Contrast-enhanced MRI after neoadjuvant chemotherapy of breast cancer: lesion-to-background parenchymal signal enhancement ratio for discriminating pathological complete response from minimal residual tumour

Contrast-enhanced MRI after neoadjuvant chemotherapy of breast cancer: lesion-to-background... Objectives To retrospectively investigate whether the lesion-to-background parenchymal signal enhancement ratio (SER) on breast MRI can distinguish pathological complete response (pCR) from minimal residual cancer following neoadjuvant chemo- therapy (NAT), and compare its performance with the conventional criterion. Methods 216 breast cancer patients who had undergone NAT and MRI and achieved pCR or minimal residual cancer on surgical histopathology were included. Clinical-pathological features, SER and lesion size on MR images were analysed. Multivariate logistic regression, ROC curve and McNemar’stest were performed. Results SER on early-phase MR images was independently associated with pCR (odds ratio [OR], 0.286 [95% CI: 0.113–0.725], p = .008 for Reader 1; OR, 0.306 [95% CI: 0.111–0.841], p = .022 for Reader 2). Compared with the conventional criterion, SER ≤1.6 increased AUC (0.585–0.599 vs. 0.709–0.771, p=.001-.033) and specificity (21.9–27.4% vs. 80.8–86.3%, p <.001) in identifying pCR. SER ≤1.6 and/or size ≤0.2 cm criterion showed the highest specificity of 90.4%. Conclusion SER on early-phase MR images was independently associated with pCR, and showed improved AUC and specificity compared to the conventional criterion. The combined criterion of SER and size could be used to select candidates to avoid surgery in a future study. Key points � Compared with http://www.deepdyve.com/assets/images/DeepDyve-Logo-lg.png European Radiology Springer Journals

Contrast-enhanced MRI after neoadjuvant chemotherapy of breast cancer: lesion-to-background parenchymal signal enhancement ratio for discriminating pathological complete response from minimal residual tumour

Loading next page...
 
/lp/springer_journal/contrast-enhanced-mri-after-neoadjuvant-chemotherapy-of-breast-cancer-LZuOT95CZw
Publisher
Springer Journals
Copyright
Copyright © 2018 by European Society of Radiology
Subject
Medicine & Public Health; Imaging / Radiology; Diagnostic Radiology; Interventional Radiology; Neuroradiology; Ultrasound; Internal Medicine
ISSN
0938-7994
eISSN
1432-1084
D.O.I.
10.1007/s00330-017-5251-8
Publisher site
See Article on Publisher Site

Abstract

Objectives To retrospectively investigate whether the lesion-to-background parenchymal signal enhancement ratio (SER) on breast MRI can distinguish pathological complete response (pCR) from minimal residual cancer following neoadjuvant chemo- therapy (NAT), and compare its performance with the conventional criterion. Methods 216 breast cancer patients who had undergone NAT and MRI and achieved pCR or minimal residual cancer on surgical histopathology were included. Clinical-pathological features, SER and lesion size on MR images were analysed. Multivariate logistic regression, ROC curve and McNemar’stest were performed. Results SER on early-phase MR images was independently associated with pCR (odds ratio [OR], 0.286 [95% CI: 0.113–0.725], p = .008 for Reader 1; OR, 0.306 [95% CI: 0.111–0.841], p = .022 for Reader 2). Compared with the conventional criterion, SER ≤1.6 increased AUC (0.585–0.599 vs. 0.709–0.771, p=.001-.033) and specificity (21.9–27.4% vs. 80.8–86.3%, p <.001) in identifying pCR. SER ≤1.6 and/or size ≤0.2 cm criterion showed the highest specificity of 90.4%. Conclusion SER on early-phase MR images was independently associated with pCR, and showed improved AUC and specificity compared to the conventional criterion. The combined criterion of SER and size could be used to select candidates to avoid surgery in a future study. Key points � Compared with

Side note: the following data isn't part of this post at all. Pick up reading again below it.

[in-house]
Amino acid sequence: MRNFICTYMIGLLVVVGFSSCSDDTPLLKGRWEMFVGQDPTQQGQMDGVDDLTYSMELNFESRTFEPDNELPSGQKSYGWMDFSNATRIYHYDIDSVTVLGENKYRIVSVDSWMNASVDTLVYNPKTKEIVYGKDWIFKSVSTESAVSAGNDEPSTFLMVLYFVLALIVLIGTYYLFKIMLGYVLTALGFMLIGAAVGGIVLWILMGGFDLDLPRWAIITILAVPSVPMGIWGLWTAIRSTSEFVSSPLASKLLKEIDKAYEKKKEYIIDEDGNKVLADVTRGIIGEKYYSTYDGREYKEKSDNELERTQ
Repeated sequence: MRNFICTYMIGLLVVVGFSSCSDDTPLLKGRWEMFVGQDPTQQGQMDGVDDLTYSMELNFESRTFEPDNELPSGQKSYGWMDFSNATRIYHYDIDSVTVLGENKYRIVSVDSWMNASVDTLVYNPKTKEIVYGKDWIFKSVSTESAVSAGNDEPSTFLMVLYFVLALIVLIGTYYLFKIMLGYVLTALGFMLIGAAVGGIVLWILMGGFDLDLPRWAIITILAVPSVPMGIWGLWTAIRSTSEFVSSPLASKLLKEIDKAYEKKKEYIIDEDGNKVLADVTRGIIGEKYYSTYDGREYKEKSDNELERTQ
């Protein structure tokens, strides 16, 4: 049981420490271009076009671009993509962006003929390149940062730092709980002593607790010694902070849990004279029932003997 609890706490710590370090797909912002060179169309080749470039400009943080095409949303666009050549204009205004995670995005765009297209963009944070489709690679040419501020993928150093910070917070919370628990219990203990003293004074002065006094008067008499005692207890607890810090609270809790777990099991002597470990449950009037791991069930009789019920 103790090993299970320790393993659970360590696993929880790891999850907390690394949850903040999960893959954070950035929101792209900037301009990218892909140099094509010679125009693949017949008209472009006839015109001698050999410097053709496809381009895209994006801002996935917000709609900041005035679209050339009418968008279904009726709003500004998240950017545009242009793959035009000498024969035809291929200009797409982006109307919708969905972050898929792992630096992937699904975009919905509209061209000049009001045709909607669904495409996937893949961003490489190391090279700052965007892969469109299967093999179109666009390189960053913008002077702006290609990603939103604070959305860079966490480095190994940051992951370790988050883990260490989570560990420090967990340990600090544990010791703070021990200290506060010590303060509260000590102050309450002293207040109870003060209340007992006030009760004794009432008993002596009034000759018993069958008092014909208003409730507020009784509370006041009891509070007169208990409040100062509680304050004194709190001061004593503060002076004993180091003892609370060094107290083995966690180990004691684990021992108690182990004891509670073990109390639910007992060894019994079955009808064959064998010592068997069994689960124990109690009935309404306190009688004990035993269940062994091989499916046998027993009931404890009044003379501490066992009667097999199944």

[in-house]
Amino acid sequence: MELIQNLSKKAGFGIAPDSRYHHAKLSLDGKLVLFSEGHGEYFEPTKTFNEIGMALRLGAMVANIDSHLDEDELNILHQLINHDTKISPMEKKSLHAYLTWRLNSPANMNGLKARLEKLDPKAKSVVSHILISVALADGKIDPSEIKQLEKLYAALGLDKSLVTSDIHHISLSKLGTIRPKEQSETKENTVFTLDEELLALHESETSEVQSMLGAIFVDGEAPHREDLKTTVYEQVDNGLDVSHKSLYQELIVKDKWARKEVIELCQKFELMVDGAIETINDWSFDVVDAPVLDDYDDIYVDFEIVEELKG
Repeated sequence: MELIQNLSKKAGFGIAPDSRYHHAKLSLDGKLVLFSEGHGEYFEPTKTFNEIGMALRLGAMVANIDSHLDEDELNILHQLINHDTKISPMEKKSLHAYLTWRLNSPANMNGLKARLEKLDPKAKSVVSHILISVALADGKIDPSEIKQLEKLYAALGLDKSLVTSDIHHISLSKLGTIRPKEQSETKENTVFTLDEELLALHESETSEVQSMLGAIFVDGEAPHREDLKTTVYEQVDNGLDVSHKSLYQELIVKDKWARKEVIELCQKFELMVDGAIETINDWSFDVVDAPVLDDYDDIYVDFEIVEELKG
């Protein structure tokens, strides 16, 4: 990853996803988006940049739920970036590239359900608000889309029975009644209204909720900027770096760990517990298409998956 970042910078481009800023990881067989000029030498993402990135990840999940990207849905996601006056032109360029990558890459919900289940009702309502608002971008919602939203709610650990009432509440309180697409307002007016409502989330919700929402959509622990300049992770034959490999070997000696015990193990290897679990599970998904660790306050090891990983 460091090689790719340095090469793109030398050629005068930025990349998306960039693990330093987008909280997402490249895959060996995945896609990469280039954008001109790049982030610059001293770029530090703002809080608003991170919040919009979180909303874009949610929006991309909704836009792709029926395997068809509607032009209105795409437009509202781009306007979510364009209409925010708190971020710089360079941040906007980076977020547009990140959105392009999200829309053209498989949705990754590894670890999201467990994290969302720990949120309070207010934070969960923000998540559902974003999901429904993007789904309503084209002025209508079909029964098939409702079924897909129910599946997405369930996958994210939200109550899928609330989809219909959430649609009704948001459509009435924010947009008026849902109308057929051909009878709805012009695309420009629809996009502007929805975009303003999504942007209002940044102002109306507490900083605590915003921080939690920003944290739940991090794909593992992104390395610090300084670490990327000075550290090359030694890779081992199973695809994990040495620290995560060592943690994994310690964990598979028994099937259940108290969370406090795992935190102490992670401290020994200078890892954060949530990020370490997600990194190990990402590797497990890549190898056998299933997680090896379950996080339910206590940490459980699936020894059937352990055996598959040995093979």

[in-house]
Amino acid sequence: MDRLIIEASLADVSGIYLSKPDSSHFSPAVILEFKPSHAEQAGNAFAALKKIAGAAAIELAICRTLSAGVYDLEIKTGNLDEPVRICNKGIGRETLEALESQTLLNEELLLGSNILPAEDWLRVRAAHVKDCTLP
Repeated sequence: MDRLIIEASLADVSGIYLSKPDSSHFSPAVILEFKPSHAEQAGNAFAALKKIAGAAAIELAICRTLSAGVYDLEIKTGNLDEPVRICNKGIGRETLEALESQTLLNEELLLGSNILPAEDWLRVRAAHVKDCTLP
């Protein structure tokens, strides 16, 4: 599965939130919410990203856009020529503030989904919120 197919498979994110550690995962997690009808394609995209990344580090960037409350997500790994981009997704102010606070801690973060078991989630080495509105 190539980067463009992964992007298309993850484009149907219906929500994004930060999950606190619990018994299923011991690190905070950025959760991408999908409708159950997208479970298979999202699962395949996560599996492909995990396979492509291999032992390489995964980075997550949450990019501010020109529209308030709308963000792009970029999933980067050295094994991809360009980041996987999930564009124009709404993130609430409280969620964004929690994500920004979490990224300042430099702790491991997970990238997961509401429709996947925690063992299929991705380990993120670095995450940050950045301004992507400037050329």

Journal

European RadiologySpringer Journals

Published: Jan 29, 2018

References

You’re reading a free preview. Subscribe to read the entire article.


DeepDyve is your
personal research library

It’s your single place to instantly
discover and read the research
that matters to you.

Enjoy affordable access to
over 18 million articles from more than
15,000 peer-reviewed journals.

All for just $49/month

Explore the DeepDyve Library

Search

Query the DeepDyve database, plus search all of PubMed and Google Scholar seamlessly

Organize

Save any article or search result from DeepDyve, PubMed, and Google Scholar... all in one place.

Access

Get unlimited, online access to over 18 million full-text articles from more than 15,000 scientific journals.

Your journals are on DeepDyve

Read from thousands of the leading scholarly journals from SpringerNature, Elsevier, Wiley-Blackwell, Oxford University Press and more.

All the latest content is available, no embargo periods.

See the journals in your area

DeepDyve

Freelancer

DeepDyve

Pro

Price

FREE

$49/month
$360/year

Save searches from
Google Scholar,
PubMed

Create lists to
organize your research

Export lists, citations

Read DeepDyve articles

Abstract access only

Unlimited access to over
18 million full-text articles

Print

20 pages / month

PDF Discount

20% off